Jack Kulbacki started doing bodywork when he was in high school, 35-years-ago.
“I just worked on cars all my life when I was a kid,” said Kulbacki.
“It’s just what you did in those days. If you wanted a car, you built it yourself.”
Kulbacki owns and runs Jack’s Auto, a repair and restoration business located near Eden.
“I started doing bodywork as part of a student initiative program in high school – we could register to get high school credits while working at a job, so I started working with Clark’s Autobody right out of high school and the work just stuck with me,” said Kulbacki.
“After that I went to work in Winnipeg for most of my life before moving out here to work at Pyramid Collision. I wanted to do something different, so I went to the hog plant in Neepawa for a while before we all got laid off one summer. Then I started up with the Self Employment program that E.I. helps with, and they helped me get my own business going. Jack’s Auto has been in business for about eight years now.”
Jack’s Auto started out doing Autopac work, but Kulbacki quickly realized that people don’t want to have to drive so far out of their way just for the same repairs people can do elsewhere.
“We already had a cheaper labour rate than most other guys, but I wanted something to make us unique,” said Kulbacki.
“So we started doing restorations last year. We’ve done quite a few, easily two dozen this year alone. If the Lilyfest Car Show was happening this year, we’d probably have at least 15 cars that we worked on being shown off.”
The most recent restoration Kulbacki worked on was the ’57 Chevy, as pictured above.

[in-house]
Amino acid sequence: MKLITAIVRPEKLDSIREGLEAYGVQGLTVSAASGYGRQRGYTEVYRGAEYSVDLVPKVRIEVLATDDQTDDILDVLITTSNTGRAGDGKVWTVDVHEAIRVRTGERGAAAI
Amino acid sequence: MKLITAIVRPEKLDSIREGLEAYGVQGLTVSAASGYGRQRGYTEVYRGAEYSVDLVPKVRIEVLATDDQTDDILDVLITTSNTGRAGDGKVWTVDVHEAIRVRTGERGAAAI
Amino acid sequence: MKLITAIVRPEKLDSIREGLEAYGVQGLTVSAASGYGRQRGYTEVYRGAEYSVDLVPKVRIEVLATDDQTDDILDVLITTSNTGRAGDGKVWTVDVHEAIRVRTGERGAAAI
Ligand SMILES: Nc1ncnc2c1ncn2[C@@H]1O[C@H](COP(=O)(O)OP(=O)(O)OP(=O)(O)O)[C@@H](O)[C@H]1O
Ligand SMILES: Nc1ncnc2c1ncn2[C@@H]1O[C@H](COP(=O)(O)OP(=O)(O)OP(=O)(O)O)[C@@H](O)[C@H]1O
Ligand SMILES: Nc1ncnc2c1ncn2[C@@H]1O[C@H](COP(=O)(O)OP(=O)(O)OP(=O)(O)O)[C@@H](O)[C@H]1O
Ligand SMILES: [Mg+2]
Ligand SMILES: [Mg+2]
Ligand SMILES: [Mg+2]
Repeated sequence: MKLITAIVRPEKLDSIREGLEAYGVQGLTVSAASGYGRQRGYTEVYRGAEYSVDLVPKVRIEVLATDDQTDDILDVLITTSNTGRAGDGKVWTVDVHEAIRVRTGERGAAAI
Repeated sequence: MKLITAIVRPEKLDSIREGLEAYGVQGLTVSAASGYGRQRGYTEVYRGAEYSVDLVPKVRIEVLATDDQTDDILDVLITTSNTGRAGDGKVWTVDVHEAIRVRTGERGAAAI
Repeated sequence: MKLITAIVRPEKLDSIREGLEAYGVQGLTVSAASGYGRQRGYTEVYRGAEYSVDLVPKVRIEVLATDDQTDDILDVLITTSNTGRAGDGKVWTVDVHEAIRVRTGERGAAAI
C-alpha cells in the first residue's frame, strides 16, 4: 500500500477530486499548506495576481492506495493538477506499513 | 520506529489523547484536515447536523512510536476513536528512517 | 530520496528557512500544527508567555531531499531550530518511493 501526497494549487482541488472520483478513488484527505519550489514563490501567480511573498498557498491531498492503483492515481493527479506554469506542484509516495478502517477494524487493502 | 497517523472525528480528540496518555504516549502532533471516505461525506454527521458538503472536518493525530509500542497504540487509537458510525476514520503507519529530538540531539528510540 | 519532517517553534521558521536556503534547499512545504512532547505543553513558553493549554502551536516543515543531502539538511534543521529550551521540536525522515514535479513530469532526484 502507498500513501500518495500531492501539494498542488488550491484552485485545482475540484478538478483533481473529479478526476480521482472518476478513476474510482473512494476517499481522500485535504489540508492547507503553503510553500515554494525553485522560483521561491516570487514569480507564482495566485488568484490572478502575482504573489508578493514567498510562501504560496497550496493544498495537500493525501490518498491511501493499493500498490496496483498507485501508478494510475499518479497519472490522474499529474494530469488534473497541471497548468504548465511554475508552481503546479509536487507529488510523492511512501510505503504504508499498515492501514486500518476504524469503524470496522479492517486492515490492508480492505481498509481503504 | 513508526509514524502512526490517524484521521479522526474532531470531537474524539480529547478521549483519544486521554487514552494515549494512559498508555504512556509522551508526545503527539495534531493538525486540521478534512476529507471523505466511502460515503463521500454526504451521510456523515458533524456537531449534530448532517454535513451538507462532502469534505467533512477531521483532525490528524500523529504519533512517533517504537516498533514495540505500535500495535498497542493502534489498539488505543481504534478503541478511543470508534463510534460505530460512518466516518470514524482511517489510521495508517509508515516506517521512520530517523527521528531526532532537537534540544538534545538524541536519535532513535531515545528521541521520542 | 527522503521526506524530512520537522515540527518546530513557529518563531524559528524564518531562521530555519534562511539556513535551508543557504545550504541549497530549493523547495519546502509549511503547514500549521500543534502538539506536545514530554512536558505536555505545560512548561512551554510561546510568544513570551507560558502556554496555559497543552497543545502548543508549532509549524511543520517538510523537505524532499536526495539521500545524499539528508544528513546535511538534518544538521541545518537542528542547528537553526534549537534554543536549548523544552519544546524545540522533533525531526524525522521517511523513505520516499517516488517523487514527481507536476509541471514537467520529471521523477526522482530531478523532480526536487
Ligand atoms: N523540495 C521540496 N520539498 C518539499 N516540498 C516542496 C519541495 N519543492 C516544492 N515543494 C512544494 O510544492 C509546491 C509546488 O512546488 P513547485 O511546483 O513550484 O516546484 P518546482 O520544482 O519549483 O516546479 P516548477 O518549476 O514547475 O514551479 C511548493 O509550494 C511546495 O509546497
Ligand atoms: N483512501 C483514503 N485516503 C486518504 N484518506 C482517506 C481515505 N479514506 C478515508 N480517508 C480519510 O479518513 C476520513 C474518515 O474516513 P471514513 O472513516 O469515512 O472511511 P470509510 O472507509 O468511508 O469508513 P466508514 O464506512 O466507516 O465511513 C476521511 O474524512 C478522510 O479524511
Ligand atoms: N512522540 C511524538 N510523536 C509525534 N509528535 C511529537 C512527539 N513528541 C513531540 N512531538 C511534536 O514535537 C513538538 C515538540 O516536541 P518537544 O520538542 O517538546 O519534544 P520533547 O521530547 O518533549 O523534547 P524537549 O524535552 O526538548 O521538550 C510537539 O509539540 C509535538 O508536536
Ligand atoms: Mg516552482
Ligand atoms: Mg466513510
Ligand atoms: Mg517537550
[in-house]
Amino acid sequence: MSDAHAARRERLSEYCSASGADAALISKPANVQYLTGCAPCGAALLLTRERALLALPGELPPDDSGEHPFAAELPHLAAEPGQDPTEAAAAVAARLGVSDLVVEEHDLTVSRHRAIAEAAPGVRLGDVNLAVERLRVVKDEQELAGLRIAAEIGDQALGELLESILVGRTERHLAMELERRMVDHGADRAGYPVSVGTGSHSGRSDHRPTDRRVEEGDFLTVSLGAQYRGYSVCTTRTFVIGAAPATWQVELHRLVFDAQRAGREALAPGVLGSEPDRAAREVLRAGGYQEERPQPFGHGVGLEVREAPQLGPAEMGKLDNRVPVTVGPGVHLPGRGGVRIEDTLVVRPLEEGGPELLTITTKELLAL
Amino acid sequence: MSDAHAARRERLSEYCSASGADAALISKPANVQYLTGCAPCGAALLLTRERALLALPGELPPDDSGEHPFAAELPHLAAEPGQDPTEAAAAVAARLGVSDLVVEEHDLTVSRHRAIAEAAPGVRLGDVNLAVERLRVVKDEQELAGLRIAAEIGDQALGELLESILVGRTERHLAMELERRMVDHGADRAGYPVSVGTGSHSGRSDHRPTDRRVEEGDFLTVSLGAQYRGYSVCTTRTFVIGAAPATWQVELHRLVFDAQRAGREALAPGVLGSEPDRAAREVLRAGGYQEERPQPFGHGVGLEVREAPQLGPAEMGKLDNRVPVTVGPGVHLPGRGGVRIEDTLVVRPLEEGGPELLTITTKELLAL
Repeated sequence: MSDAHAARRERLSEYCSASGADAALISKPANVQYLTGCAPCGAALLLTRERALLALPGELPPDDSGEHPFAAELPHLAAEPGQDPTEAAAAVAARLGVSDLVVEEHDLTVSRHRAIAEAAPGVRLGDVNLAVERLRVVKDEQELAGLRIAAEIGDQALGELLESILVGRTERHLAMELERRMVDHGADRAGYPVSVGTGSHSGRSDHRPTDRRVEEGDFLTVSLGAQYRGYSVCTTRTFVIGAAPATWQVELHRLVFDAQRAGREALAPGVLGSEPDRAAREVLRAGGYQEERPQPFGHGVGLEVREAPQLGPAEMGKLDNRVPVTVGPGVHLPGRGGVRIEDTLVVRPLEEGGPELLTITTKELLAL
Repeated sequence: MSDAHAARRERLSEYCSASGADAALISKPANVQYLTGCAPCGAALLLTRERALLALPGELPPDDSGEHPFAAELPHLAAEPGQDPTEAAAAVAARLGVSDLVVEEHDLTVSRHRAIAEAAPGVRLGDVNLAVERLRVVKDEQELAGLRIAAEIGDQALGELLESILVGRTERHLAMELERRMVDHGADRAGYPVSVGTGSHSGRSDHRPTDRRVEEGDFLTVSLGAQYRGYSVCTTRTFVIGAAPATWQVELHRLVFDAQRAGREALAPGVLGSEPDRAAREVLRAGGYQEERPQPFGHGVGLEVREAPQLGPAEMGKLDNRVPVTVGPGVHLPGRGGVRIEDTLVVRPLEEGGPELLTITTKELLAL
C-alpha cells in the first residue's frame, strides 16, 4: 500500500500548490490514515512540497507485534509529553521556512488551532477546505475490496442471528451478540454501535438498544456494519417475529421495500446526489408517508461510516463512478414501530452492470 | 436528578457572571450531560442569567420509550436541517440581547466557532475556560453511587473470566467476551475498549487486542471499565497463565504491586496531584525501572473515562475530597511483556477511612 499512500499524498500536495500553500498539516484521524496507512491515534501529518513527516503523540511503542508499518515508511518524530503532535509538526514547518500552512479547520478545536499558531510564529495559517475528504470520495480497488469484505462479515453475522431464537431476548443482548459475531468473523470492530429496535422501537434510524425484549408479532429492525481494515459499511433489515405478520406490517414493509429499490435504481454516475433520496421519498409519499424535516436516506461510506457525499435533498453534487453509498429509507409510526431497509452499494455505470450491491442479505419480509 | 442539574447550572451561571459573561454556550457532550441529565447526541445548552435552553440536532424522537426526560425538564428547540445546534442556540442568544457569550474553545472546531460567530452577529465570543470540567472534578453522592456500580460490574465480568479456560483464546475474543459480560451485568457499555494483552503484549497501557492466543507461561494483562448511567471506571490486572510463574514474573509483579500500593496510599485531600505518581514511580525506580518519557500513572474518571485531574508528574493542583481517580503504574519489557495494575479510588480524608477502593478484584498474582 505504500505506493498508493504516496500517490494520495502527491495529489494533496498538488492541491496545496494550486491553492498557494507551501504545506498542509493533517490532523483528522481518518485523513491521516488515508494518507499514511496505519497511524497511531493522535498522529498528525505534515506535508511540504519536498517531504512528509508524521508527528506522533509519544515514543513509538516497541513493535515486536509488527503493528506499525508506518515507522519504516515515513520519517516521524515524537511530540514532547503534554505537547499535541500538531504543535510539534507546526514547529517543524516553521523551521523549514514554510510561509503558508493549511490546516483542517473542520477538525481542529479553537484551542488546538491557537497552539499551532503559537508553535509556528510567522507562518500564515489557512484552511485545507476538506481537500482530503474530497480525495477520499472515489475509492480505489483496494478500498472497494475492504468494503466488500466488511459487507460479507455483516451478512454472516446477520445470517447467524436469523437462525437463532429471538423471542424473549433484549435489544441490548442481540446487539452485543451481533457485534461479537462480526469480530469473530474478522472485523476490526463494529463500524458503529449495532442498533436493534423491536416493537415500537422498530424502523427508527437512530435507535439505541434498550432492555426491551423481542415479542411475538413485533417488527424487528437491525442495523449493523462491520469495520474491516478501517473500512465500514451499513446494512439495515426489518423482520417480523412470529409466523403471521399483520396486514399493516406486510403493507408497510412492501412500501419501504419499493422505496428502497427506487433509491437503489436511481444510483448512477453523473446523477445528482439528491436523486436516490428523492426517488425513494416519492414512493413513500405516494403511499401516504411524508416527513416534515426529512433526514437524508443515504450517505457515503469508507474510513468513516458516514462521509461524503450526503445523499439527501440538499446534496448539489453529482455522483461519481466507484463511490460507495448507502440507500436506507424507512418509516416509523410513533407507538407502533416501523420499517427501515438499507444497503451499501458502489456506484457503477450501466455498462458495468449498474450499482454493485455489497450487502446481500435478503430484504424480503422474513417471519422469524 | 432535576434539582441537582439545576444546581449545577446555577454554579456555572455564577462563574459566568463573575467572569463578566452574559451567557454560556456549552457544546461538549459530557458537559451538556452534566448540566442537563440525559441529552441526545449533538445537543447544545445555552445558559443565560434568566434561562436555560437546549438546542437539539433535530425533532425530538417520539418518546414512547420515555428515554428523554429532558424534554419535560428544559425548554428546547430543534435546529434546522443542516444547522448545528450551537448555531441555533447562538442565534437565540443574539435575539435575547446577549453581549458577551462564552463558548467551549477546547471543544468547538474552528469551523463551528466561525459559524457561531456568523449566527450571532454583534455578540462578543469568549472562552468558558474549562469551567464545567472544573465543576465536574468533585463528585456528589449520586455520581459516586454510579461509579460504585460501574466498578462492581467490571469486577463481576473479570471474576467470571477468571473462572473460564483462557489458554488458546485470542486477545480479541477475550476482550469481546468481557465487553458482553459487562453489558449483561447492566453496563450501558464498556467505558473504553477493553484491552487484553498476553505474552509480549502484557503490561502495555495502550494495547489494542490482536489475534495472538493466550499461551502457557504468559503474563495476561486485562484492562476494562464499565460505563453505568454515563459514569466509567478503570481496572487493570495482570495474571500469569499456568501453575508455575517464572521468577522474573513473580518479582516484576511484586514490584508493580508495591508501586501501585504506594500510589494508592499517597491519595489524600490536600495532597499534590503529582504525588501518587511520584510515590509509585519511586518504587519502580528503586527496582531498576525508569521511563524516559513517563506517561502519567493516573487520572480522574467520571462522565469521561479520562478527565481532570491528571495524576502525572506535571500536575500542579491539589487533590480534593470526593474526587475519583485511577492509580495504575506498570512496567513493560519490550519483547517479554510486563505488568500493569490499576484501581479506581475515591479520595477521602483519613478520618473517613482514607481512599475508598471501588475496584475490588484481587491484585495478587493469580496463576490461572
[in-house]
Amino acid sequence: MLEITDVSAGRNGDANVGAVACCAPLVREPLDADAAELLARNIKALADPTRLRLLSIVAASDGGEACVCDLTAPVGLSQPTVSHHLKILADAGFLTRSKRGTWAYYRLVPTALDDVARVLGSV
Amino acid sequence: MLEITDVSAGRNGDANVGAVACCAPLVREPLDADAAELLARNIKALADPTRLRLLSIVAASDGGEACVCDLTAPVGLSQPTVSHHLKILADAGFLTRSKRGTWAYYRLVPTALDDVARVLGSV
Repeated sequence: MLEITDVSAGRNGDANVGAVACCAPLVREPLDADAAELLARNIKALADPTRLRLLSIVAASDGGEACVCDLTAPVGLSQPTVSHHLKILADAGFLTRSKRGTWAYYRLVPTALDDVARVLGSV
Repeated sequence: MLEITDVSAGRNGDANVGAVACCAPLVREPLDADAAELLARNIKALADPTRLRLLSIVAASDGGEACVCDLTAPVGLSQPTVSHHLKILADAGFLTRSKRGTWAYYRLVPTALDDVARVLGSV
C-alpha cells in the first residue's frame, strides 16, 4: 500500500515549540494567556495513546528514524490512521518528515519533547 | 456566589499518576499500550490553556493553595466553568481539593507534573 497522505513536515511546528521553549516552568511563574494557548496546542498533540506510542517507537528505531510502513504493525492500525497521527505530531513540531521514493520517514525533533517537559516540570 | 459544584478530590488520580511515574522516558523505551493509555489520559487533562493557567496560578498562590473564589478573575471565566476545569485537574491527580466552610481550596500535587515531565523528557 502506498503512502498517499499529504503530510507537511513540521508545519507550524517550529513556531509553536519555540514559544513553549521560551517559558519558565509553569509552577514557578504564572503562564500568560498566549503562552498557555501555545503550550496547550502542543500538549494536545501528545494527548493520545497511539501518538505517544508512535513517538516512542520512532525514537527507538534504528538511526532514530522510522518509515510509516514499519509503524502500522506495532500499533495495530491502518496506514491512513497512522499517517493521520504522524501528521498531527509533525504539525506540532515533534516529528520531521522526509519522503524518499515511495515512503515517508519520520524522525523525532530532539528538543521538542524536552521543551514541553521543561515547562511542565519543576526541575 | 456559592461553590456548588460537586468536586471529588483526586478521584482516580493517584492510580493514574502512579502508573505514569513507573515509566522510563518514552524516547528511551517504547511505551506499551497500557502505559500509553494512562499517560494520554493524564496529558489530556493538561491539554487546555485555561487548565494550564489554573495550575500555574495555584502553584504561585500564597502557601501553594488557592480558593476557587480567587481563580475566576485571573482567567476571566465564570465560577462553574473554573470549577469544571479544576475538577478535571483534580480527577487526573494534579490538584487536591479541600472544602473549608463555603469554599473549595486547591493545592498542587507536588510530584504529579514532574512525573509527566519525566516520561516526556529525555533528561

Completing this project took Kulbacki and his employee James Paromor more than 350 hours to fix up.
“The owner of the ’57 Chev had already done a bit of the welding work on it himself. If he hadn’t already started it, this car could have taken us up to 500 hours to finish, including the interior,” said Kulbacki.
“The hardest part of restoring an old vehicle like this is finding the right parts. All the parts are always coming from the states, so we have to deal with the border, shipping times, and finding the right part on the first try. We’ve had vehicles completely finished before, but we’re stuck waiting two or three weeks just for one last part to make it here.”
Some of Kulbacki’s proudest restorations include an old English ’57 Triumph TR3 and a ’52 Chevy truck.
“The TR3 was pretty special; it’s a pretty uncommon type of car around here, so it was fun to work on,” he said.
“And the ’52 Chev truck took us over 600 hours. We put it on a whole new frame; it took a lot of work and it paid off, the truck looks great now.”
While Jack’s Auto has done more than two dozen restorations in the last year, they also still do Autopac work in between projects and while waiting for parts.